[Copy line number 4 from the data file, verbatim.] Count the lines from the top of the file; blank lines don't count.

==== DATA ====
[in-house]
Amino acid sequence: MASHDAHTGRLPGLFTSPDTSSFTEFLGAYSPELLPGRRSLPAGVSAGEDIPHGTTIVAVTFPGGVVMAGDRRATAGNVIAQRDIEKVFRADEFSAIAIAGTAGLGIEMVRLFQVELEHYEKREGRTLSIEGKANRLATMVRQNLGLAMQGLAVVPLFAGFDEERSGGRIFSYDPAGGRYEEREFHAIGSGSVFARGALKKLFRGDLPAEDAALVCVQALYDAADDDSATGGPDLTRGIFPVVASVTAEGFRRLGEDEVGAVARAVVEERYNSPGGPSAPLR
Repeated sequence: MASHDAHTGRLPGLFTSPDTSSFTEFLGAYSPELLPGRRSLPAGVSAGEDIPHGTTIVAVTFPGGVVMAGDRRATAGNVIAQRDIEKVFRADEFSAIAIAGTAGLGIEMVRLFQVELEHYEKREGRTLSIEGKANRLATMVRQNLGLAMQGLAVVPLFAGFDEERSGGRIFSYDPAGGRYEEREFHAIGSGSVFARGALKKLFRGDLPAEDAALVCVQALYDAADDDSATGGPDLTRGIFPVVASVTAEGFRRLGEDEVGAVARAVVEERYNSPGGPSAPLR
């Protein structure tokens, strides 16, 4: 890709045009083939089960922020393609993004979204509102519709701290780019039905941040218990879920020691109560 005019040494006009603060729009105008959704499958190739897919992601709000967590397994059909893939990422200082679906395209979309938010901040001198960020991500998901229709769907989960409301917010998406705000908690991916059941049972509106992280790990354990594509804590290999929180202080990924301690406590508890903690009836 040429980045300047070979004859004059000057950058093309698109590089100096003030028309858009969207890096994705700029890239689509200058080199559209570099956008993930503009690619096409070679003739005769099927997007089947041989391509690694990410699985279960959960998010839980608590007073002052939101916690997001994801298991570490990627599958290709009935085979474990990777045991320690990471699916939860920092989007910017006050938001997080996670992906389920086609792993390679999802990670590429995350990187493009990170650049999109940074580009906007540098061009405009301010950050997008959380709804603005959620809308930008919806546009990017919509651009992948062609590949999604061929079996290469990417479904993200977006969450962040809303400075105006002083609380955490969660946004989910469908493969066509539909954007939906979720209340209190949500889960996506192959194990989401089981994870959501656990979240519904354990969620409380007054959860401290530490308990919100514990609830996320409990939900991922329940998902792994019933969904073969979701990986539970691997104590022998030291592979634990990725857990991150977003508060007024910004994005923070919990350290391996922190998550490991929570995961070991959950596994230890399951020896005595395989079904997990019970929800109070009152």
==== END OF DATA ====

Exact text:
């Protein structure tokens, strides 16, 4: 890709045009083939089960922020393609993004979204509102519709701290780019039905941040218990879920020691109560 005019040494006009603060729009105008959704499958190739897919992601709000967590397994059909893939990422200082679906395209979309938010901040001198960020991500998901229709769907989960409301917010998406705000908690991916059941049972509106992280790990354990594509804590290999929180202080990924301690406590508890903690009836 040429980045300047070979004859004059000057950058093309698109590089100096003030028309858009969207890096994705700029890239689509200058080199559209570099956008993930503009690619096409070679003739005769099927997007089947041989391509690694990410699985279960959960998010839980608590007073002052939101916690997001994801298991570490990627599958290709009935085979474990990777045991320690990471699916939860920092989007910017006050938001997080996670992906389920086609792993390679999802990670590429995350990187493009990170650049999109940074580009906007540098061009405009301010950050997008959380709804603005959620809308930008919806546009990017919509651009992948062609590949999604061929079996290469990417479904993200977006969450962040809303400075105006002083609380955490969660946004989910469908493969066509539909954007939906979720209340209190949500889960996506192959194990989401089981994870959501656990979240519904354990969620409380007054959860401290530490308990919100514990609830996320409990939900991922329940998902792994019933969904073969979701990986539970691997104590022998030291592979634990990725857990991150977003508060007024910004994005923070919990350290391996922190998550490991929570995961070991959950596994230890399951020896005595395989079904997990019970929800109070009152």